Figure 1: (A) Colonoscopy showing a large circumferential mass adjacent to the ileo-cecal valve. (B) Abdominal CT scan showing a 3.7 × 3.8 × 5.4 cm cecal mass (arrow) located just superior to the ileocecal valve.
The excised tumor specimen contained ileum and right colon, measuring 14.5 cm in overall length and 6.5 cm in circumference. Opening of the colon revealed an exophytic mass measuring 5.9 × 4.8 × 2.4 cm that is 3.5 cm from the proximal ileal margin and 9.5 cm from the distal colonic margin. The tumor was grossly 3.0 cm from the nearest mesenteric margin. The serosal surface was grossly intact without papillary excrescences penetrating tumor or adhesions. Cross-sectioning of the mass revealed invasive tumor grossly extending to the serosa but not through. Tumor invaded through the muscularis propria into the subserosal adipose tissue or the non-peritonealized pericolic or perirectal soft tissues but did not extend to the serosal surface (Figure 2). No lymphovascular invasion was observed as 14 resected lymph nodes were benign based on the pathological evaluation. Based on these findings, a diagnosis of moderately differentiated colonic adenocarcinoma was made with a TNM stage pT3 NO MX (stage IIA). Chromosome analysis from both the tumor biopsy and peripheral blood was carried out using standard protocols. Analysis of 20 G-banded metaphases from the tumor showed a complex hypotriploid karyotype in 11 cells while the remaining 9 cells showed a normal karyotype. The abnormal cells with hypotriploid karyotype had multiple numerical and structural abnormalities including a homogeneously staining region (HSR) on chromosome 2q and multiple unidentified marker chromosomes (Figure 3). Fluorescence in situ hybridization (FISH) studies with 22q11.2 microdeletion critical region (Cytocell, Windsor, CT) on the tumor as well as the peripheral blood sample showed a deletion consistent with the patient’s known diagnosis of 22q11.2 microdeletion (Figure 4A and B). Molecular studies on the peripheral blood sample for microsatellite instability including the PMS2, PMS2, MLH1, MSH2, MSH6, EPCAM loci showed no pathogenic mutations, variants of unknown significance, or gross deletions or duplications.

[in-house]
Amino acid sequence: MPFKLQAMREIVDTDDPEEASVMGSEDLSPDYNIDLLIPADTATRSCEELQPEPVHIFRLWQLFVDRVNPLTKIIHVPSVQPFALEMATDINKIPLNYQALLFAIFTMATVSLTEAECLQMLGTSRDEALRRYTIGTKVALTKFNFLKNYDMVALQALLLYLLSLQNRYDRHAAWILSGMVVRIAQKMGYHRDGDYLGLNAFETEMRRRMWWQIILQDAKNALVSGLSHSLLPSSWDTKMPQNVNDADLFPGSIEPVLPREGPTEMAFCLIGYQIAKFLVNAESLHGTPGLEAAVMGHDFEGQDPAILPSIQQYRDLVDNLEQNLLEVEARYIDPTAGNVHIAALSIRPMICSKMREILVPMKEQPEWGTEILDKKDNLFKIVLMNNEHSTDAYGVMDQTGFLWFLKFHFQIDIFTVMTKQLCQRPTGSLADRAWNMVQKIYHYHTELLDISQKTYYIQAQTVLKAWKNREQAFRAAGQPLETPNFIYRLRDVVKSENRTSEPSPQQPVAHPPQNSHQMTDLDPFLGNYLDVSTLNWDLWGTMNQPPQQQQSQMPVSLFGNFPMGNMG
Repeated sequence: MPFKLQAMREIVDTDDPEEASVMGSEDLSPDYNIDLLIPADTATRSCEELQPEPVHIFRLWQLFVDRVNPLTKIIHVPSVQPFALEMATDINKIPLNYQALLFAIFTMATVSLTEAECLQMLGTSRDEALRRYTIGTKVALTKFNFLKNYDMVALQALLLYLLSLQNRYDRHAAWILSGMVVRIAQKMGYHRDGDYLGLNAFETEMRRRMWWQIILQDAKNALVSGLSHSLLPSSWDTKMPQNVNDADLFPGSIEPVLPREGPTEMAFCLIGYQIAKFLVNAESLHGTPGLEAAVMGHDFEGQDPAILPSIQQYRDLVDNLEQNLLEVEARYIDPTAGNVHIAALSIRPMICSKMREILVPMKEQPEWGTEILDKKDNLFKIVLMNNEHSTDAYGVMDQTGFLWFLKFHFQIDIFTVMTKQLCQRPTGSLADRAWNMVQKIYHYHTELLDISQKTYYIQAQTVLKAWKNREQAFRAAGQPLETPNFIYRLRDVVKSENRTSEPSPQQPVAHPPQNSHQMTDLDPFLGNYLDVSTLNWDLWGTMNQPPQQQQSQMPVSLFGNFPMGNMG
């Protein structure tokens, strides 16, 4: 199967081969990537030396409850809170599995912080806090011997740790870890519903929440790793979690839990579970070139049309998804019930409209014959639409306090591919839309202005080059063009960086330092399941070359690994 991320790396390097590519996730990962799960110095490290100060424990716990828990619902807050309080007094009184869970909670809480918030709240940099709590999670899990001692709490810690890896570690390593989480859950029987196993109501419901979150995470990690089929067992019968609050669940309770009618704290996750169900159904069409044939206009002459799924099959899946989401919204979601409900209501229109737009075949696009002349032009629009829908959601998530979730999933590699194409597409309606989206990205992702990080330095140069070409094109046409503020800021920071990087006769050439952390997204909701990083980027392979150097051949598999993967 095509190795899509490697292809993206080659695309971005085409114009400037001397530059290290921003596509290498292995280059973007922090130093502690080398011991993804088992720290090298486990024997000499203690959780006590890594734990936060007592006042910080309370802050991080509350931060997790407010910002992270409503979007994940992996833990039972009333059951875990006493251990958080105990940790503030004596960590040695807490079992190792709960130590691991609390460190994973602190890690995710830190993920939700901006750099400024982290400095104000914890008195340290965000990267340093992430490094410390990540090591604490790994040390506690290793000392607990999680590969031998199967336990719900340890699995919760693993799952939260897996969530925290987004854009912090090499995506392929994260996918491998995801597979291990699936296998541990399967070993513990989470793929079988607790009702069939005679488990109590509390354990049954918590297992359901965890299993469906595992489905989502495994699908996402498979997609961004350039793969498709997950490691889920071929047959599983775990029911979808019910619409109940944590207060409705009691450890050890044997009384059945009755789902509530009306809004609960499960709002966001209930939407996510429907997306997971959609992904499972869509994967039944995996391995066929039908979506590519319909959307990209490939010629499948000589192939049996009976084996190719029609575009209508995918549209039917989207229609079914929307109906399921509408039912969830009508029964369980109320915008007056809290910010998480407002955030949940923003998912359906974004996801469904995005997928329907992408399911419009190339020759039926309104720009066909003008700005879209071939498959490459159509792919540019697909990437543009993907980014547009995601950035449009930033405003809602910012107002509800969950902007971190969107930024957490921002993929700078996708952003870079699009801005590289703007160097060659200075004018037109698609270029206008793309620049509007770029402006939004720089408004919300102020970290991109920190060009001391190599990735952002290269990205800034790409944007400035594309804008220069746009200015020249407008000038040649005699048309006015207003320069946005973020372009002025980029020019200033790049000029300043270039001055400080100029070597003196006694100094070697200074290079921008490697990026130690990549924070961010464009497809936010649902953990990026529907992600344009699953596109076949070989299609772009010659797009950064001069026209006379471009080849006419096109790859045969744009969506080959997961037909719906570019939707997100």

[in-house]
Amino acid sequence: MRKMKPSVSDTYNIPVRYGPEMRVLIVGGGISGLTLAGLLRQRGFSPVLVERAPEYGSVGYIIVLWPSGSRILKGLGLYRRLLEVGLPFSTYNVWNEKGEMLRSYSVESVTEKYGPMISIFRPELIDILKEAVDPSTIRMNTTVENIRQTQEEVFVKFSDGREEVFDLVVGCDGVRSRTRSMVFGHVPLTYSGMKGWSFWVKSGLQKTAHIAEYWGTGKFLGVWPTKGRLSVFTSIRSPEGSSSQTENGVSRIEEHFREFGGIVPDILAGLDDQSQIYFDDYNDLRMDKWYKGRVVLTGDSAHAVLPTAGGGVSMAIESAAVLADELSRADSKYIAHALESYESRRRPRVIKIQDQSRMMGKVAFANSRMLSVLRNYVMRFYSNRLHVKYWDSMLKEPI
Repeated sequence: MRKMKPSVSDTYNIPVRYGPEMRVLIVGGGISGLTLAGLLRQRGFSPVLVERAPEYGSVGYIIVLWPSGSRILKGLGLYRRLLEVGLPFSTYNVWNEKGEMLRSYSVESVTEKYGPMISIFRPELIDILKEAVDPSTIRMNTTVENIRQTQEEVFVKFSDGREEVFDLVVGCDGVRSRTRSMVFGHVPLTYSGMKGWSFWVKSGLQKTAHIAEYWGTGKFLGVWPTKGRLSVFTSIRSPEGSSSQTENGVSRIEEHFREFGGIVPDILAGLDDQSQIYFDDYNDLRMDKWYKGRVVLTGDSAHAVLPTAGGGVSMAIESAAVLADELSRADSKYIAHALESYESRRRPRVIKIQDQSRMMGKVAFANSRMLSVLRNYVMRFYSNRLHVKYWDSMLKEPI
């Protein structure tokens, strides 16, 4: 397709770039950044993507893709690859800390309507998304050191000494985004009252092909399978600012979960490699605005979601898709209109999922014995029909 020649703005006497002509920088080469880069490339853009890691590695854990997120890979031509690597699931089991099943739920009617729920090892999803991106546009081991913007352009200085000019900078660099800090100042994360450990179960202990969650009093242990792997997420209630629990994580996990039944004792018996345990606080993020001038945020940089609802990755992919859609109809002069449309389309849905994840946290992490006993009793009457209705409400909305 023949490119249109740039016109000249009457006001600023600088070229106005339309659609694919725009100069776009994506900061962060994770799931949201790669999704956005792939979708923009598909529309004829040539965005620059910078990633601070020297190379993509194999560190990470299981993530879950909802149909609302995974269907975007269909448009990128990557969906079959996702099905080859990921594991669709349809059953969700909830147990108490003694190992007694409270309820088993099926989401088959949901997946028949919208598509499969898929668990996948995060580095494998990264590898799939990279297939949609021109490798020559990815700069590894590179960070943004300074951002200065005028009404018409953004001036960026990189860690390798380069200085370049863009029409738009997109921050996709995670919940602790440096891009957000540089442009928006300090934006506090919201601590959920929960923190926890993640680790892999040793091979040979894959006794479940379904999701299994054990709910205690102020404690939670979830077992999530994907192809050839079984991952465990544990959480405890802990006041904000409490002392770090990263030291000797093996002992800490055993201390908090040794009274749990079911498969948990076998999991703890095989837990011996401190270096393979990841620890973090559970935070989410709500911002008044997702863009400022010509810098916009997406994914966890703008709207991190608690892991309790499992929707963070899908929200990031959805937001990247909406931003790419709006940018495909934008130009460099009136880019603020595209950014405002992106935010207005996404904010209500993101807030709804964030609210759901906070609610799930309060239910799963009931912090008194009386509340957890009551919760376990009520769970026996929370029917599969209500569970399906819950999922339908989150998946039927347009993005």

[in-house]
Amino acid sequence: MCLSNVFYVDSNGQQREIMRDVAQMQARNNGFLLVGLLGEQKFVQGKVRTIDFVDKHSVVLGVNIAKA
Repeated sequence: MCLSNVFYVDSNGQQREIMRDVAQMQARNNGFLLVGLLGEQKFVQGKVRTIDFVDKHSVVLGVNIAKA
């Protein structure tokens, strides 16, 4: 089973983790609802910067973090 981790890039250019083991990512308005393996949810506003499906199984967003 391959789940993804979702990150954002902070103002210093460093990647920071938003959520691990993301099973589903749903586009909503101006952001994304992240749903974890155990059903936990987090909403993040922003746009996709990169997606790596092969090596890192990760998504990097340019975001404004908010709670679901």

Figure 2: Biopsy specimen showing normal colon (left) and the tumor (right).
Figure 3: Karyotype from tumor biopsy showing a hypotriploidy and multiple abnormalities.
Figure 4: FISH studies showing the deletion on chromosome 22 (A) tumor (B) peripheral blood (partial metaphases).


Human chromosome 22 is one of the smallest chromosomes in the genome spanning 51 Mb and contains about 855 annotated genes [10], however, chromosome 22 contributes disproportionately to the human morbidity. Several genomic disorders and cancers have been associated with this chromosome; the most common of these being the 22q11.2 microdeletion syndrome, the Philadelphia chromosome in CML, and several loci linked to autism and neuropsychiatric disorders and soft tissue sarcomas. One of the reasons for such high frequency of genomic alterations on this chromosome is attributed to its architecture in terms of low copy repeats (LCRs). These LCRs are known to mediate the common 3 Mb deletion seen in majority of the patients with 22q11.2 microdeletion syndrome. However, rare deletions spanning larger genomic segments on 22q have been reported and such deletions are shown to be mediated by LCRs A through H [11].
Checkpoint kinase 2 (CHEK2) gene on chromosome 22q12.1 is identified recently as a breast cancer susceptibility gene [12,13] and some germ-line variants of this gene have been reported to increase the risk of colorectal, thyroid, prostate and kidney cancer in specific populations [14,15]. Although the extent of the 22q11.2 deletion in our patient is not known and the most common deletion associated with VCFS is 3 Mb in size, given the reported existence of large deletions involving this region on proximal 22q, it is possible that the deletion may involve the CHEK2 gene in our patient. Further studies to characterize the extent of deletion in our patient could elucidate if the CHEK2 gene has any pathogenic role in our patient’s CRC. On the other hand, distal 22q13 deletion resulting in LOH have been found in high frequency (>35%) and reportedly involve more than 30 loci [16]. Based on these studies, it was suggested that there are 2 regions of LOH on chromosome 22 that confer adverse prognosis in terms of progression and metastasis in CRC [17]. These 2 reported minimal deletion regions, the first region being located between markers D22S1171 and D22S274 and the second flanked by markers D22S1160 and D22S1149 [17], are much more distal to the 22q11.2 microdeletion observed in our patient and thus the prognostic significance of this more common proximal deletion resulting in the most common genomic disorder is not known. Since these two regions of LOH on distal 22q13 are associated with CRC progression and metastasis, and our patient’s deletion did not extend to this region may confer good prognosis in our case. This observation can be further supported by the clinical outcome of our patient who continues to be in remission as of this time.
The chromosome abnormality observed in our patient most probably represents a coincidental finding. However, given the involvement of chromosome 22, especially the proximal regions 22q11.2, 22q12 and 22q13 in CRC, it is prudent to monitor patients with either of these conditions to assess increased risk if any.


The authors express their gratitude to Dr. Jagirdar for providing the microscopic images of the biopsy specimen.